Strapline – This is an interesting one. Some love the idea of a tag line to a brand others avoid at all costs. It can work very well or it can undermine the overall business strategy. For i2i we kept it very simple – moving to Marketing Management two words that for us sum up what we do but still contain a full range of services. Alternatively there is the ethos of the business and examples such as Adidas “impossible is nothing”, Subway “Eat Fresh” and then there’s the bold statement such as Carlsberg “probably the best lager in the world” great examples of enduring messages that underscore and enhance the brand.
Creativity – we all have an element of creativity in us and to lesser or greater extent an ego that wants to see our ideas in lights. In truth you don’t always need an expensive brand consultancy but we would recommend investing in an experienced graphic designer who can turn the ideas into a professionally finished identity.
Colour – If trading globally be aware of international conventions with colour and their cultural references. Also be aware of the way certain colours may appear in print or online. Checking out an HTML colour wheel against a printed pantone guide can deliver two very different results.
Feedback – take comments on board but retain your focus. This is very much a subjective area and will offer up a wide variety of opinions.
Old design – don’t lose customers by moving away too dramatically or quickly from a long standing brand. If you need to modernise consider a 2 or 3 phase approach taking as many years.
Context – consider all areas where the brand will appear – online, TV, video, radio, news print, glossy print, letterhead, e-mail, business cards etc…
All in all have fun with the process if you think it’s time to bring your business forward with a refreshed redesign of your brand make like Nike and just do it.
The sat nav takes you to a 3 star hotel and reception direct you down the hall to a small conference room set out with a large screen, small table with perched laptop, spaghetti wiring a plenty, trestle table with coffee jugs, cups and a dozen round tables with brochures sprayed on them like confetti at a giants wedding.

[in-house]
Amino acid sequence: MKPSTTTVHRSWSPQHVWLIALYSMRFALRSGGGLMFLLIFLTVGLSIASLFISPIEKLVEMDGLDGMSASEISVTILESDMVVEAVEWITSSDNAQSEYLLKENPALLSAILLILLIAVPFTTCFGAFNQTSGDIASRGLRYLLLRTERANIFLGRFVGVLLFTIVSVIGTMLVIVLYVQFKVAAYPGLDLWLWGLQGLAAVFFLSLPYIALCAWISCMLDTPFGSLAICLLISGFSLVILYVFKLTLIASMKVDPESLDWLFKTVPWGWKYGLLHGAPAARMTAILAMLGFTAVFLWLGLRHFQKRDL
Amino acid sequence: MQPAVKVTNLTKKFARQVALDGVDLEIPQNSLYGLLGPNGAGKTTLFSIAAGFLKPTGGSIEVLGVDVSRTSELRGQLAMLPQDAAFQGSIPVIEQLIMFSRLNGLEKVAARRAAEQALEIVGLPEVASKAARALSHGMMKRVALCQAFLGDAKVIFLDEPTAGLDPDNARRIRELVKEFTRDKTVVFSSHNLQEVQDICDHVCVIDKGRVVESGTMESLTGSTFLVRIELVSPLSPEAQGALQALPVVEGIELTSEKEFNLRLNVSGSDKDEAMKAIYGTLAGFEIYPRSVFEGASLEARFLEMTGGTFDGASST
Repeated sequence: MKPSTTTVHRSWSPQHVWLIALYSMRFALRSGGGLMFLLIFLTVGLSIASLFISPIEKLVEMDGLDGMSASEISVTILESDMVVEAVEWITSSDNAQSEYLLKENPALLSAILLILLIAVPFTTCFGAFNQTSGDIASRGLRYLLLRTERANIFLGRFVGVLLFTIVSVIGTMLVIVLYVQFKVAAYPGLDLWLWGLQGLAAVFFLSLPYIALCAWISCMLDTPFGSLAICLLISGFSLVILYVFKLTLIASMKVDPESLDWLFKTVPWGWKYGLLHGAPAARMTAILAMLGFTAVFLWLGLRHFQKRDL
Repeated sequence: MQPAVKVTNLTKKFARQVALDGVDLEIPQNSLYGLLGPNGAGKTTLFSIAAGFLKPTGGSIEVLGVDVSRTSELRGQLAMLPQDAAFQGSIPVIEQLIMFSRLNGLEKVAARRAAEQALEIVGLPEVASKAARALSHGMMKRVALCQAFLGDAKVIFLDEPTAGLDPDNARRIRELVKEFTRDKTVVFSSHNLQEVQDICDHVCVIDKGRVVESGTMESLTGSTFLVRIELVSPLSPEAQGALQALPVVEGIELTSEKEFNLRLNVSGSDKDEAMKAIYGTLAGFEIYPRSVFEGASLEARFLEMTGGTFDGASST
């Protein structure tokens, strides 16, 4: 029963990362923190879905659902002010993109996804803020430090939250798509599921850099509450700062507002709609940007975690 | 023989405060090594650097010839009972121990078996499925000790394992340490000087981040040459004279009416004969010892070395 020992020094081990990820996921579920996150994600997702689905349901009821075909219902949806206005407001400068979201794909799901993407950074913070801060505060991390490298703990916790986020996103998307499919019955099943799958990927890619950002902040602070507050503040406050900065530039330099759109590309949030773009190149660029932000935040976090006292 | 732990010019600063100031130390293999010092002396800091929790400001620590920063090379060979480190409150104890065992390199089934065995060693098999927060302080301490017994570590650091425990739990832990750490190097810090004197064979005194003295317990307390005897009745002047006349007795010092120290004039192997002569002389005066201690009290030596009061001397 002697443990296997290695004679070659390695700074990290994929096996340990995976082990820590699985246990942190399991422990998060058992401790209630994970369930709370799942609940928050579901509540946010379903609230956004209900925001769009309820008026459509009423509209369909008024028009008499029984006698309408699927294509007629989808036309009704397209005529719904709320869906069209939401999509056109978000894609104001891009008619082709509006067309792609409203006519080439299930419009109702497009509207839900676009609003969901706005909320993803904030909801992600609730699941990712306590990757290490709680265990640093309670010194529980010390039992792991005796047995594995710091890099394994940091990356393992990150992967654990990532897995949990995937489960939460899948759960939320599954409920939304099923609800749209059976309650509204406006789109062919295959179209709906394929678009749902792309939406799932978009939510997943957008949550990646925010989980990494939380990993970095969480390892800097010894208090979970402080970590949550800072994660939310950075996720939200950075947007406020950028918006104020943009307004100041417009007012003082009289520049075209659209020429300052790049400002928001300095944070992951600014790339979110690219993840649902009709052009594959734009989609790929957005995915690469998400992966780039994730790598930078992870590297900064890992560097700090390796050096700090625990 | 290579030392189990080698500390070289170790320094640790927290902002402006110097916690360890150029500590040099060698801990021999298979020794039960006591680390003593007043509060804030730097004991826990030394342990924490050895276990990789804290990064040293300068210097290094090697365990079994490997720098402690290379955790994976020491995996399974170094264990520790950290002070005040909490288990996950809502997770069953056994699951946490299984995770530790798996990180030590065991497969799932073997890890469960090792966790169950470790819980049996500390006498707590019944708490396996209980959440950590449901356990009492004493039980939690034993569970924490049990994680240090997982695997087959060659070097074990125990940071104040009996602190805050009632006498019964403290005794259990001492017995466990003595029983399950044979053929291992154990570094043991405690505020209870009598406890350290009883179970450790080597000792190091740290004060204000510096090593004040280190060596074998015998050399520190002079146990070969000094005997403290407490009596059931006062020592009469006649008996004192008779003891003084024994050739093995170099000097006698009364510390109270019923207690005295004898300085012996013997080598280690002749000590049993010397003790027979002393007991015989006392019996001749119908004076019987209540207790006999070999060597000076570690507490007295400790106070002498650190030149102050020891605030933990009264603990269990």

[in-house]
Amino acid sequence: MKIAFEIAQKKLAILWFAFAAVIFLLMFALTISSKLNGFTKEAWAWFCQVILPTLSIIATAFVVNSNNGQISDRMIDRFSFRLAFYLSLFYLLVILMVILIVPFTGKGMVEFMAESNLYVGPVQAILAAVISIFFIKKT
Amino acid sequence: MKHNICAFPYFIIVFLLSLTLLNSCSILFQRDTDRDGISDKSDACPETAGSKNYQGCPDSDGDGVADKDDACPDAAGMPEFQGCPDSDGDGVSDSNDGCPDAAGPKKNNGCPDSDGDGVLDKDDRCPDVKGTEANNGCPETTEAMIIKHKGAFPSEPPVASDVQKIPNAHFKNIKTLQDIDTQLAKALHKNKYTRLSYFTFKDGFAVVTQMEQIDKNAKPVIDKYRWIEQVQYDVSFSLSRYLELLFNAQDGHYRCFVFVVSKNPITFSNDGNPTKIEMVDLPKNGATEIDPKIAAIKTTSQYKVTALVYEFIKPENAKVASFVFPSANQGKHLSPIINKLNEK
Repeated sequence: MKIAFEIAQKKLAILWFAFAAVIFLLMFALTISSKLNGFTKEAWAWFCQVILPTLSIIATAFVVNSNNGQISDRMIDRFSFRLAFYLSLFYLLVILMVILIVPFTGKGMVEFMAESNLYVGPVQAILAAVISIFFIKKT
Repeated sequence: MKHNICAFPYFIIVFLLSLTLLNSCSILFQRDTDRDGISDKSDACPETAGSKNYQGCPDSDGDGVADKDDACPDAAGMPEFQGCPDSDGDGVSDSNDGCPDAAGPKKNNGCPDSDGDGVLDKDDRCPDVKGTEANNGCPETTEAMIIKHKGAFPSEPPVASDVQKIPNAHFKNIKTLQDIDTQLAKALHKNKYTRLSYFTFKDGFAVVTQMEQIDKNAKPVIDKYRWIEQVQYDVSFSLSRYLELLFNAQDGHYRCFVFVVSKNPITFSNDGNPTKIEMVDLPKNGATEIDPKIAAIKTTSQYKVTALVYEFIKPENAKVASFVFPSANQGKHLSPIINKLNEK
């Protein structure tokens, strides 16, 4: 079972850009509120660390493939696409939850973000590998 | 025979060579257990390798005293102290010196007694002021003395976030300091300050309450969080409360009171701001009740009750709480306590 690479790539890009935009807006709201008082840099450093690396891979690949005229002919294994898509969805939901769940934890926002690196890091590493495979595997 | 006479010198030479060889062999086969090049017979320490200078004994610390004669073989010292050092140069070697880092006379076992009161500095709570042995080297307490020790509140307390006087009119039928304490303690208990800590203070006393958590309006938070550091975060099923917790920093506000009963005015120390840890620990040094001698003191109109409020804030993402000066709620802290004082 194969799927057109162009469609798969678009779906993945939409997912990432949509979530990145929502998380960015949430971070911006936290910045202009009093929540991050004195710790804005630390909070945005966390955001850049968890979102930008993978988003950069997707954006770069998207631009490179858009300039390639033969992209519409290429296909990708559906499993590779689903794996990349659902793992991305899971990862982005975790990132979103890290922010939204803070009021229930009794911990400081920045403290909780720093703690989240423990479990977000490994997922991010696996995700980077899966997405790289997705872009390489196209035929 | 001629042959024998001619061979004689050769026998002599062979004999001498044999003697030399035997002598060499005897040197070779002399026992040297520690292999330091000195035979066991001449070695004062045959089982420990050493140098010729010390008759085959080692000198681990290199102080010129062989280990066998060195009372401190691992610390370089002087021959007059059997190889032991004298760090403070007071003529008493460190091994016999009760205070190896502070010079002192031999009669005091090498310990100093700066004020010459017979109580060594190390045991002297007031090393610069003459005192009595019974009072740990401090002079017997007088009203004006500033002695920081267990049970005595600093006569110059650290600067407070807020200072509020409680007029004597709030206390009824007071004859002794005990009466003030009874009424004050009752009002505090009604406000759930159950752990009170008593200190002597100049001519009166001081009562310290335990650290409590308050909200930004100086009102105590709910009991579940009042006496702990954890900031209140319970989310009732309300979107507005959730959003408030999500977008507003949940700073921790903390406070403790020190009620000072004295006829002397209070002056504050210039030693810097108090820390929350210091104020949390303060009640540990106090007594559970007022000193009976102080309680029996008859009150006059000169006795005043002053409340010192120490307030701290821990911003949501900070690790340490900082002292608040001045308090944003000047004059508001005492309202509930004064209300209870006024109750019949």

The rhubarb, rhubarb murmuring of human interaction bounces around the room. Suits liberally scattered throughout with some sat at tables talking intently to an obvious work colleague asking when it might be “ok to leave”. Others are trying to look important by holding their phone up to their ear and nodding along with saying “yes but don’t go a pound under 50,000….” You suspect there’s no one on the other end of that call.
At the far end of the room, furthest from the stage you have the cynically subscribed. This is the group, like you, who have been told to attend but in all honesty would rather staple a post it note to their forehead with the word “bored” written on it in black ink. They look for fellow cynics and poke fun at the small turnout, quality of bacon bun and when it starts whatever the presenter says.
You survey this scene and eyes fall upon someone who is actually watching you. Before you can break eye contact they walk over and introduce themselves…too late you’re networking or are you?
Ok so I paint a rather dystopian view of a networking event but I guess we’ve all been there at some time, others more often than most. So what can be done about the obligatory networking opportunity and how can you make the time work for you?
The first point is possibly the hardest, especially if you’re not the boss and have been asked to attend. Be brave. Ask the obvious question before you access Google maps for the location. Ask why? Why this event?
This might be viewed as insubordination by insecure or controlling bosses or just the question you should be asking by the more enlightened. If it has been thought through as to why your company time should be spent at this particular gathering then you are about to be educated. On the other hand if it has not been considered it might be a weak attempt at ticking that “marketing” action on a personal development list. Maybe it was put forward as “one your competitors would be at” and “worth keeping an eye on” during the business development meeting you missed. Any way around there’s a chance you’ve drawn the short straw.
Why? is such an excellent question and we just don’t use it enough. We blindly go along with the flow not prepared to disturb the status quo or fear for our job if we dare to question an instruction. By simply accepting an instruction without question I would argue that we run the risk of wasting not only our own time but that of the business. If it is indeed an opportunity what is it and how can it be best maximised?
Quite often an event might look dull and lifeless but within it lies a key nugget; and no that’s not the chap who turned his back on the audience to read his PowerPoint word for word. It is the connection, piece of information, intelligence that can be gathered.